8

I cannot find any documentation explaining how to use each of the following operators defined in pst-tools.

enter image description here

Could you give practical examples (such as simplifying vector addition

\pnode(2,2){A}
\pscircle(A){2}
\pstVerb{/xyxyadd {3 2 roll add 3 1 roll add exch} bind def}%
\pnode(!2 60 PtoC N-A.x N-A.y xyxyadd){B}

that is equal to \nodexn{(A)+(2;60)}{B} where \pnode(2,2){A}) for each operator? I believe that the given answer will be useful for most of us.

Edit:

The real scenario is to apply complex number addition to simplify method 5 and method 6 in the following answer.

  • 3
    Time for a user name change already Karl's students? :) – cmhughes Apr 15 '13 at 15:46
  • They are standard mathematical functions so it isn't really clear what kind of example you would want, If you want to plot factorial then /factorial will be useful, otherwise less so... the cx ones are just the arithmetic operations on complex numbers encoded as a pair of reals. – David Carlisle Apr 15 '13 at 16:04
  • @DavidCarlisle: For example, how to use cxadd if I want to add a point (2,2) and another point (2;60)? – kiss my armpit Apr 15 '13 at 16:06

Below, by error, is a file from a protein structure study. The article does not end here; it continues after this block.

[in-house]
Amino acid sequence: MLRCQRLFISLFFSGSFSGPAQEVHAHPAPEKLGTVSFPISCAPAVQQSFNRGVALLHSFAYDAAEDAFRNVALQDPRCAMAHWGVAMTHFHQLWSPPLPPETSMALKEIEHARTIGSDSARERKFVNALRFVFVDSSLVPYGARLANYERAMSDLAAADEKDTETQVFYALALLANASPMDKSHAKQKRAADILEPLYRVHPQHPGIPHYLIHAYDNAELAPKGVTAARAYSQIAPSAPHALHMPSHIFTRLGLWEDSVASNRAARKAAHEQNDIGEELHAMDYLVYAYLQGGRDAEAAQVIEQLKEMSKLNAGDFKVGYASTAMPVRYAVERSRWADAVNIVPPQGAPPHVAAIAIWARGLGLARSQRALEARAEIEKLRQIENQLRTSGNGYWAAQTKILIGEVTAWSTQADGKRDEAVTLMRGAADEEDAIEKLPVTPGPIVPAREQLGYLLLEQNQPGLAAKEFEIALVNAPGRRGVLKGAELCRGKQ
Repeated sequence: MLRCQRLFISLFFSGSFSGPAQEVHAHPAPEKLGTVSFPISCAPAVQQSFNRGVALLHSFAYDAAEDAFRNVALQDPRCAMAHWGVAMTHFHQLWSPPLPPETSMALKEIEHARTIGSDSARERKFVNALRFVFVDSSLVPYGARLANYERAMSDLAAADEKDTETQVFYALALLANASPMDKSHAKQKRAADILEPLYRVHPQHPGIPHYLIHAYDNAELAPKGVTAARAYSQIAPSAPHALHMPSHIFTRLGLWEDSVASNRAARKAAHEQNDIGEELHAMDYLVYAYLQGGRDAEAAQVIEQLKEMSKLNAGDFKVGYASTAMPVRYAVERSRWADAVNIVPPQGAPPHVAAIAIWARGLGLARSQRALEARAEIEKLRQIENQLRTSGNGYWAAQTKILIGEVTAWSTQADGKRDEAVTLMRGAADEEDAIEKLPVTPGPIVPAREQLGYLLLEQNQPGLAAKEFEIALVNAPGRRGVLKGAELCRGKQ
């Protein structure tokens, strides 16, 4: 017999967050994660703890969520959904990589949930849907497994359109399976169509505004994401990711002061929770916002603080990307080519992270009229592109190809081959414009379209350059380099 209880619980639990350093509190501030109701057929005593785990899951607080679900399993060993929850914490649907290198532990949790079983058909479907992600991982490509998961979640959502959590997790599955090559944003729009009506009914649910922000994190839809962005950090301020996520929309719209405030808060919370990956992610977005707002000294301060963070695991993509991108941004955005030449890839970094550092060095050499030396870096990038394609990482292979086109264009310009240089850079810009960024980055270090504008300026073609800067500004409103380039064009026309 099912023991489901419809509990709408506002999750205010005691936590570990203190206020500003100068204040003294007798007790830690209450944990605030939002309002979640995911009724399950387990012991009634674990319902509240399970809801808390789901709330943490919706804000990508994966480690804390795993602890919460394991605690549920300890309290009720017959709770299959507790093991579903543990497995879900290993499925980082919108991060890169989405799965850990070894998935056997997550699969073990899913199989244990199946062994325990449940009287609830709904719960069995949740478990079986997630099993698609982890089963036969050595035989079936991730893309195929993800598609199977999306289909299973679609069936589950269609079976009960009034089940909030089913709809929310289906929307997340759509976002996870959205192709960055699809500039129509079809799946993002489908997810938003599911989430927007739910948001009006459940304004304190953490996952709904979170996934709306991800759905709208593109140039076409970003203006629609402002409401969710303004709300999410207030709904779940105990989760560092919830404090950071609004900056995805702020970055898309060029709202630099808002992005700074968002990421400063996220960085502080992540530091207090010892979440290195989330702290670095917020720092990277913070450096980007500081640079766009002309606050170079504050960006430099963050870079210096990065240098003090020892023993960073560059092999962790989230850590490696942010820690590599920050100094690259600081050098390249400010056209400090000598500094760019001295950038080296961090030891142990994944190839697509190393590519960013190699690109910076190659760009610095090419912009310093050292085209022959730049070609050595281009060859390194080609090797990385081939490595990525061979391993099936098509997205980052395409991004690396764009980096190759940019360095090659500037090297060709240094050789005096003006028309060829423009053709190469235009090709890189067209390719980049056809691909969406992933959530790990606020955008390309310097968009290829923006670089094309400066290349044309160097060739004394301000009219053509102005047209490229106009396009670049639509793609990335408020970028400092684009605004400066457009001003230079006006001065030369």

7

An example of cxadd (addition of complex numbers) Just using gs on the commandline.

$ gs
GPL Ghostscript 9.04 (2011-08-05)
Copyright (C) 2011 Artifex Software, Inc.  All rights reserved.
This software comes with NO WARRANTY: see the file PUBLIC for details.
GS>(/usr/local/texlive/2012/texmf-dist/dvips/pst-tools/pst-tools.pro)run
GS>[2 2] [2 60] cxadd ==
[4 62]
GS>
  • 1
    that is already shown in the above list ... ;-) – user2478 Apr 15 '13 at 16:26
  • @Herbert yes I know which is why I originally just gave a comment but OP particularly asked for this example so... – David Carlisle Apr 15 '13 at 16:48

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